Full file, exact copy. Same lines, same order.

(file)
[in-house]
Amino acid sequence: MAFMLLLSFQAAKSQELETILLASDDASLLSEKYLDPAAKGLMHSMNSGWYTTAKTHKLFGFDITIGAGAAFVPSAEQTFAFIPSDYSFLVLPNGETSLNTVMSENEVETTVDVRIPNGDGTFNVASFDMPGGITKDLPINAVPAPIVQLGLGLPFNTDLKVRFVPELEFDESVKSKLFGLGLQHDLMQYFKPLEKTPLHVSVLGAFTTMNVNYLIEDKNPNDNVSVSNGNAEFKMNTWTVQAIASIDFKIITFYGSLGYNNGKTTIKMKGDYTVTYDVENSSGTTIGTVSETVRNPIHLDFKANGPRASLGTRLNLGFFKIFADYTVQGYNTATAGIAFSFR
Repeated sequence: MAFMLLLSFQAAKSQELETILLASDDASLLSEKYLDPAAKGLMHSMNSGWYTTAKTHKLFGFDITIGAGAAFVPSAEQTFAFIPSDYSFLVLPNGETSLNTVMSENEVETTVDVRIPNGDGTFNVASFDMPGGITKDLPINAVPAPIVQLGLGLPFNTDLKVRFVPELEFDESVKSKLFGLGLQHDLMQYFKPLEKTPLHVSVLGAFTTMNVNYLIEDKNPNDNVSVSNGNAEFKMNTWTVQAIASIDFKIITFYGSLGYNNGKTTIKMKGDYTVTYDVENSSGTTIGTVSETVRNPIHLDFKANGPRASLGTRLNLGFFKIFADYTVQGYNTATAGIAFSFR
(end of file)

[in-house]
Amino acid sequence: MAFMLLLSFQAAKSQELETILLASDDASLLSEKYLDPAAKGLMHSMNSGWYTTAKTHKLFGFDITIGAGAAFVPSAEQTFAFIPSDYSFLVLPNGETSLNTVMSENEVETTVDVRIPNGDGTFNVASFDMPGGITKDLPINAVPAPIVQLGLGLPFNTDLKVRFVPELEFDESVKSKLFGLGLQHDLMQYFKPLEKTPLHVSVLGAFTTMNVNYLIEDKNPNDNVSVSNGNAEFKMNTWTVQAIASIDFKIITFYGSLGYNNGKTTIKMKGDYTVTYDVENSSGTTIGTVSETVRNPIHLDFKANGPRASLGTRLNLGFFKIFADYTVQGYNTATAGIAFSFR
Repeated sequence: MAFMLLLSFQAAKSQELETILLASDDASLLSEKYLDPAAKGLMHSMNSGWYTTAKTHKLFGFDITIGAGAAFVPSAEQTFAFIPSDYSFLVLPNGETSLNTVMSENEVETTVDVRIPNGDGTFNVASFDMPGGITKDLPINAVPAPIVQLGLGLPFNTDLKVRFVPELEFDESVKSKLFGLGLQHDLMQYFKPLEKTPLHVSVLGAFTTMNVNYLIEDKNPNDNVSVSNGNAEFKMNTWTVQAIASIDFKIITFYGSLGYNNGKTTIKMKGDYTVTYDVENSSGTTIGTVSETVRNPIHLDFKANGPRASLGTRLNLGFFKIFADYTVQGYNTATAGIAFSFR